Wright hopes that those who decide to start their own businesses understand and appreciate the time, energy, and financial resources required to develop a successful venture. She clarified, “I think my advice to new entrepreneurs would be to be sure you’re ready for the commitment, because it is such a large commitment if you want it to be successful. It’s really hard to grow a business, and I don’t think it gets easier after 26 years – it continues to be hard. ”

Ronnie Barrett, who founded Barrett Firearms Manufacturing, was the second featured speaker of day. Ronnie Barrett started his business career in humble fashion, overcoming great odds to become an award-winning professional photographer, distinguished inventor, and businessman whose name is now recognized around the world.

While owning and managing a successful photography studio in 1982, Barrett also had a dream to manufacture and sell a unique .50-caliber rifle. He even believed that it could be shoulder-fired.

Being an artist, he hand-drew the design on his dining room table. He says, “I knew practically nothing about tooling, but I knew how to draw a gun and the parts to make it work, and I had an idea on how it should look when completed. While many a naysayer had said that it would never work, I just did it anyway.”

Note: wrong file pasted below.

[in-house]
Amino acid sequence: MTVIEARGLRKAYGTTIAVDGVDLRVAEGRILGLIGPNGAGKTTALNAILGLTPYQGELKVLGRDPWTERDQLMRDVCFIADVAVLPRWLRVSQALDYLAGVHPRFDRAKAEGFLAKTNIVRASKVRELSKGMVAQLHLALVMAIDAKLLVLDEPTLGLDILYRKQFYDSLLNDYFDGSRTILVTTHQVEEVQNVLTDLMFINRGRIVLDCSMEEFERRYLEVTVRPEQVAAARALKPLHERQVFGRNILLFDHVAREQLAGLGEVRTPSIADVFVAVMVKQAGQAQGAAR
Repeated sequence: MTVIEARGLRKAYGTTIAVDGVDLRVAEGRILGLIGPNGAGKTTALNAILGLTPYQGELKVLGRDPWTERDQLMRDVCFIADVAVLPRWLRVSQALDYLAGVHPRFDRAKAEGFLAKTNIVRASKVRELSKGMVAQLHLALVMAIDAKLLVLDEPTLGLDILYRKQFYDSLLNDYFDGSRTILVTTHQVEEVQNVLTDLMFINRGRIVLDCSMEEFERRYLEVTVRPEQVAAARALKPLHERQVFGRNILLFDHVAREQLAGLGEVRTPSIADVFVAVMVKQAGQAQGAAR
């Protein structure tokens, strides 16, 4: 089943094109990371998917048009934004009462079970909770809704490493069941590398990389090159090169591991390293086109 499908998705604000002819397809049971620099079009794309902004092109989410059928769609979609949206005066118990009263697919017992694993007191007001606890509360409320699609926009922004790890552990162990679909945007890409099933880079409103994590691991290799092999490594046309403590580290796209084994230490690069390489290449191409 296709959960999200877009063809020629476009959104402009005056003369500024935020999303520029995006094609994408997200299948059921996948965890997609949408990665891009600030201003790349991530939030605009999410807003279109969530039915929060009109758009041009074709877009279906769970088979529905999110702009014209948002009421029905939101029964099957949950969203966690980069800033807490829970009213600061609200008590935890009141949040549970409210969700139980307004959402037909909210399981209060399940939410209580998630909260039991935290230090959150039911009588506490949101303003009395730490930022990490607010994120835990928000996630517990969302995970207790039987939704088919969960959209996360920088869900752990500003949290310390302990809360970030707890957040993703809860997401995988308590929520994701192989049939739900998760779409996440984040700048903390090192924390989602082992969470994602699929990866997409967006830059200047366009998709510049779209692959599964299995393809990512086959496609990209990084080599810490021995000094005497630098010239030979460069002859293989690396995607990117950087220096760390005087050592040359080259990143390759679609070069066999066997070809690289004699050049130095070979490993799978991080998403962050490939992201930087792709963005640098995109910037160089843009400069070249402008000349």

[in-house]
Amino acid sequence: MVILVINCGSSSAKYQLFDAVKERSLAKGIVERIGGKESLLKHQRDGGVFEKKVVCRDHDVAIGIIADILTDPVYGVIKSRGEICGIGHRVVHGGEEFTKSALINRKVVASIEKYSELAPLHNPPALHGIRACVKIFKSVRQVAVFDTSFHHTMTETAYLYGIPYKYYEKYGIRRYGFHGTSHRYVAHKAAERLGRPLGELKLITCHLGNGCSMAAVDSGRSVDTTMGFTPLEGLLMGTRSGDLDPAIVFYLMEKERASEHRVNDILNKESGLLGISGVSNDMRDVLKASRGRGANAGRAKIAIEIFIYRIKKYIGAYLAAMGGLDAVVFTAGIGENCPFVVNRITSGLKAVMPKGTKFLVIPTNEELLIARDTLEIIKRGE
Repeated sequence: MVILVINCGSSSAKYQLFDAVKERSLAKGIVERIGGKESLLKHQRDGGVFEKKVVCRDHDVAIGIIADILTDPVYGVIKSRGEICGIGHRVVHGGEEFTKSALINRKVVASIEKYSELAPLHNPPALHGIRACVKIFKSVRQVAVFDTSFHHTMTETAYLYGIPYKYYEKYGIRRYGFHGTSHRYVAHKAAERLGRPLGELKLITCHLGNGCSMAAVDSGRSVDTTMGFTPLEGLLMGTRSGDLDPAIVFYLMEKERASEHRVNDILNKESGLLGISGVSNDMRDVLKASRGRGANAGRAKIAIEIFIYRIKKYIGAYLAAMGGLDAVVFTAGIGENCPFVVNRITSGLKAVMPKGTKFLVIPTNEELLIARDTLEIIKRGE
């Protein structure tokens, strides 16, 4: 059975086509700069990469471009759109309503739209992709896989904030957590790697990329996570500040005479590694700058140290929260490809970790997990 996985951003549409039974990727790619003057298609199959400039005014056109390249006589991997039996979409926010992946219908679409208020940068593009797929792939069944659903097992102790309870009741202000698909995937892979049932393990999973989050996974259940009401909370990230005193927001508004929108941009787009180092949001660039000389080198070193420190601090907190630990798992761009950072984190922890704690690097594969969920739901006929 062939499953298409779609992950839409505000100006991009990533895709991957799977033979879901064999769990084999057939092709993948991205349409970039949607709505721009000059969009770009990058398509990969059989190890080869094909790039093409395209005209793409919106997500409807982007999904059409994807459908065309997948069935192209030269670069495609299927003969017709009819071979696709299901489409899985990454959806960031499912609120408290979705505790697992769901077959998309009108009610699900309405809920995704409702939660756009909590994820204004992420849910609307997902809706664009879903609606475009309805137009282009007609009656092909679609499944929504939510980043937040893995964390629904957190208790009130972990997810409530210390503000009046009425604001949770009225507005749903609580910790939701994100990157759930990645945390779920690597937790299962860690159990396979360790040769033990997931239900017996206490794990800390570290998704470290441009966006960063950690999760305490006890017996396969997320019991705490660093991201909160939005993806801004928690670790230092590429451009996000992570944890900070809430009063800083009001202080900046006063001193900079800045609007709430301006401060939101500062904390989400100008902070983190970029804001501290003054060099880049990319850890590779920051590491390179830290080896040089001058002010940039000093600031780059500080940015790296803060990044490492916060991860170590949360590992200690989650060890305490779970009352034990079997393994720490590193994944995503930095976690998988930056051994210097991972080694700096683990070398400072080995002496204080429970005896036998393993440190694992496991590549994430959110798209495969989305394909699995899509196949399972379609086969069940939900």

He became a self-taught engineer whose rifles are now synonymous with civilian sport shooters, law enforcement agencies, the United States military, and over 50 foreign governments considered American allies.

Barrett rifles have appeared in motion pictures, sports and military magazines, and even novels; also the topic of many national radio and television shows. Barrett’s business acumen has been written about in local, regional and national publications including The Wall Street Journal, Time and Forbes Magazine.

Ronnie Barrett is a true-to-life Horatio Alger who dreamed big when a dream was almost all he had and turned that dream into a legacy that is being perpetuated by his two children; son, Chris Barrett, and daughter, Angela Barrett, who are active in the business.

Bijoy Goswami, the seminar’s third speaker, came to the U.S. in 1991 after being raised in India, Taiwan, and Hong Kong. Goswami attended Stanford University and was an Oxford scholar. His interests lay in the areas of sociology, science, and technology.

Goswami resides in Austin Texas, where he founded Bootstrap Austin, a network of entrepreneurs in the Austin area. This network has since grown to cities around the United States, and strives to help budding entrepreneurs attempting to grow their businesses using little capital. His book, entitled The Human Fabric, uses Eastern philosophies to explain fundamental energies that underlie our personalities.

The Friday Finale seminar, as well as the other National Entrepreneurship Week events, were made possible by the generous endowment by Wright Travel, along with a contribution from the MTSU Office of New Student and Family Programs’ Distinguished Lecture Committee.